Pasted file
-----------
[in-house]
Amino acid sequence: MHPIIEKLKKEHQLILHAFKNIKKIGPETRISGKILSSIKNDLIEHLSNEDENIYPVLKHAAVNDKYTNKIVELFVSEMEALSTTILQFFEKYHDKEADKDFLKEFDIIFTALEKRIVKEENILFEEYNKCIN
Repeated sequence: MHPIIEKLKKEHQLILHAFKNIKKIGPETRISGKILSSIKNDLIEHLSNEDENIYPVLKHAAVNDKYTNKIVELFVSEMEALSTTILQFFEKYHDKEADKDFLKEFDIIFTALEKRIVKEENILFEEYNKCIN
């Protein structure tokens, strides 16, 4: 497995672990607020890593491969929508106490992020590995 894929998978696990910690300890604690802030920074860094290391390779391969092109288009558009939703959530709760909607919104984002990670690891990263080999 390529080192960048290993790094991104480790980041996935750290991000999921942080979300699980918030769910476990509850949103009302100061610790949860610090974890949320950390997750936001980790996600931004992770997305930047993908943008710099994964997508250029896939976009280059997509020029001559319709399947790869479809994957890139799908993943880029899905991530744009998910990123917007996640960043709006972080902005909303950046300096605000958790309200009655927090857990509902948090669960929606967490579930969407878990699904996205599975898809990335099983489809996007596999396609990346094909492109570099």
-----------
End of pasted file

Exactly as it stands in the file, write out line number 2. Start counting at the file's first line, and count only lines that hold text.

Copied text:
Amino acid sequence: MHPIIEKLKKEHQLILHAFKNIKKIGPETRISGKILSSIKNDLIEHLSNEDENIYPVLKHAAVNDKYTNKIVELFVSEMEALSTTILQFFEKYHDKEADKDFLKEFDIIFTALEKRIVKEENILFEEYNKCIN